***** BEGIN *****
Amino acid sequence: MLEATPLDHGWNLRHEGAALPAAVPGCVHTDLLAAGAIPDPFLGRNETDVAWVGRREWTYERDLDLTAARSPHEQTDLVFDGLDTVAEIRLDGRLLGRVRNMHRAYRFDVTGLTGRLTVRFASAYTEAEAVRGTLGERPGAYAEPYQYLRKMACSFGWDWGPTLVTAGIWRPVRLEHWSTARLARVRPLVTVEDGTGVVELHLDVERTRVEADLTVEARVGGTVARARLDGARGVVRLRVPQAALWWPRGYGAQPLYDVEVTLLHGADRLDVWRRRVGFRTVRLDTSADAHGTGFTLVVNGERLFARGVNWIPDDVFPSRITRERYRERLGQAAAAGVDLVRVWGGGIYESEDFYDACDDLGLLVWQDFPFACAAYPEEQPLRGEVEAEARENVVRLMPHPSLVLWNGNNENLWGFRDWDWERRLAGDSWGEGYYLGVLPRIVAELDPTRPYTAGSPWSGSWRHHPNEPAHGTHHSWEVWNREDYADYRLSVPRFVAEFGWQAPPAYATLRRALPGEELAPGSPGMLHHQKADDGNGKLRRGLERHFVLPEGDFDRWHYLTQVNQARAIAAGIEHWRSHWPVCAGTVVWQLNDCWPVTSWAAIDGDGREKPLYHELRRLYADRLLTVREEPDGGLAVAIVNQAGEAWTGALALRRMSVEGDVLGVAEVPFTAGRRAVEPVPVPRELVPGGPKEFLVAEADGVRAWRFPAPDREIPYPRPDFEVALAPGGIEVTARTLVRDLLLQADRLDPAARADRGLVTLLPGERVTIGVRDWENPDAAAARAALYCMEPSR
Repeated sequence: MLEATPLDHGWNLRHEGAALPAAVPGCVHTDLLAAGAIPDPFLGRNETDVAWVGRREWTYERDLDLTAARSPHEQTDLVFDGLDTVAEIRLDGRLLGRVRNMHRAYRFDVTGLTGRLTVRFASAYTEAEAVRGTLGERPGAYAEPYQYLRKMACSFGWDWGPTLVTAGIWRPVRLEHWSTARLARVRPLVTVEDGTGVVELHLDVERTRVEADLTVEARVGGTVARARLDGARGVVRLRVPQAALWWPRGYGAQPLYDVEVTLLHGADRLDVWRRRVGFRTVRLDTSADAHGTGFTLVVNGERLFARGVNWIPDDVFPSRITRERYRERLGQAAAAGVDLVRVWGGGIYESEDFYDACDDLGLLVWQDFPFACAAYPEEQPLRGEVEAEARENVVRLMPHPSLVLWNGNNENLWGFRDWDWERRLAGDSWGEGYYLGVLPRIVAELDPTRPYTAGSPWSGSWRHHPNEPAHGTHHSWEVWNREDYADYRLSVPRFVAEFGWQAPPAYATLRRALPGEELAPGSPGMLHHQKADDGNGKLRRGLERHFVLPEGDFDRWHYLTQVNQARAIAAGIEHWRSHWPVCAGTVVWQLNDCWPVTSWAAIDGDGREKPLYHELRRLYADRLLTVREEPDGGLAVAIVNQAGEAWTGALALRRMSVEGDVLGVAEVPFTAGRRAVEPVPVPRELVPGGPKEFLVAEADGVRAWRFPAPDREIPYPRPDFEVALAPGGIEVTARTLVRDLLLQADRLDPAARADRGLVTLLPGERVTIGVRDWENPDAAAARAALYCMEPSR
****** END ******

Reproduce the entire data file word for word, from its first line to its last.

Amino acid sequence: MLEATPLDHGWNLRHEGAALPAAVPGCVHTDLLAAGAIPDPFLGRNETDVAWVGRREWTYERDLDLTAARSPHEQTDLVFDGLDTVAEIRLDGRLLGRVRNMHRAYRFDVTGLTGRLTVRFASAYTEAEAVRGTLGERPGAYAEPYQYLRKMACSFGWDWGPTLVTAGIWRPVRLEHWSTARLARVRPLVTVEDGTGVVELHLDVERTRVEADLTVEARVGGTVARARLDGARGVVRLRVPQAALWWPRGYGAQPLYDVEVTLLHGADRLDVWRRRVGFRTVRLDTSADAHGTGFTLVVNGERLFARGVNWIPDDVFPSRITRERYRERLGQAAAAGVDLVRVWGGGIYESEDFYDACDDLGLLVWQDFPFACAAYPEEQPLRGEVEAEARENVVRLMPHPSLVLWNGNNENLWGFRDWDWERRLAGDSWGEGYYLGVLPRIVAELDPTRPYTAGSPWSGSWRHHPNEPAHGTHHSWEVWNREDYADYRLSVPRFVAEFGWQAPPAYATLRRALPGEELAPGSPGMLHHQKADDGNGKLRRGLERHFVLPEGDFDRWHYLTQVNQARAIAAGIEHWRSHWPVCAGTVVWQLNDCWPVTSWAAIDGDGREKPLYHELRRLYADRLLTVREEPDGGLAVAIVNQAGEAWTGALALRRMSVEGDVLGVAEVPFTAGRRAVEPVPVPRELVPGGPKEFLVAEADGVRAWRFPAPDREIPYPRPDFEVALAPGGIEVTARTLVRDLLLQADRLDPAARADRGLVTLLPGERVTIGVRDWENPDAAAARAALYCMEPSR
Repeated sequence: MLEATPLDHGWNLRHEGAALPAAVPGCVHTDLLAAGAIPDPFLGRNETDVAWVGRREWTYERDLDLTAARSPHEQTDLVFDGLDTVAEIRLDGRLLGRVRNMHRAYRFDVTGLTGRLTVRFASAYTEAEAVRGTLGERPGAYAEPYQYLRKMACSFGWDWGPTLVTAGIWRPVRLEHWSTARLARVRPLVTVEDGTGVVELHLDVERTRVEADLTVEARVGGTVARARLDGARGVVRLRVPQAALWWPRGYGAQPLYDVEVTLLHGADRLDVWRRRVGFRTVRLDTSADAHGTGFTLVVNGERLFARGVNWIPDDVFPSRITRERYRERLGQAAAAGVDLVRVWGGGIYESEDFYDACDDLGLLVWQDFPFACAAYPEEQPLRGEVEAEARENVVRLMPHPSLVLWNGNNENLWGFRDWDWERRLAGDSWGEGYYLGVLPRIVAELDPTRPYTAGSPWSGSWRHHPNEPAHGTHHSWEVWNREDYADYRLSVPRFVAEFGWQAPPAYATLRRALPGEELAPGSPGMLHHQKADDGNGKLRRGLERHFVLPEGDFDRWHYLTQVNQARAIAAGIEHWRSHWPVCAGTVVWQLNDCWPVTSWAAIDGDGREKPLYHELRRLYADRLLTVREEPDGGLAVAIVNQAGEAWTGALALRRMSVEGDVLGVAEVPFTAGRRAVEPVPVPRELVPGGPKEFLVAEADGVRAWRFPAPDREIPYPRPDFEVALAPGGIEVTARTLVRDLLLQADRLDPAARADRGLVTLLPGERVTIGVRDWENPDAAAARAALYCMEPSR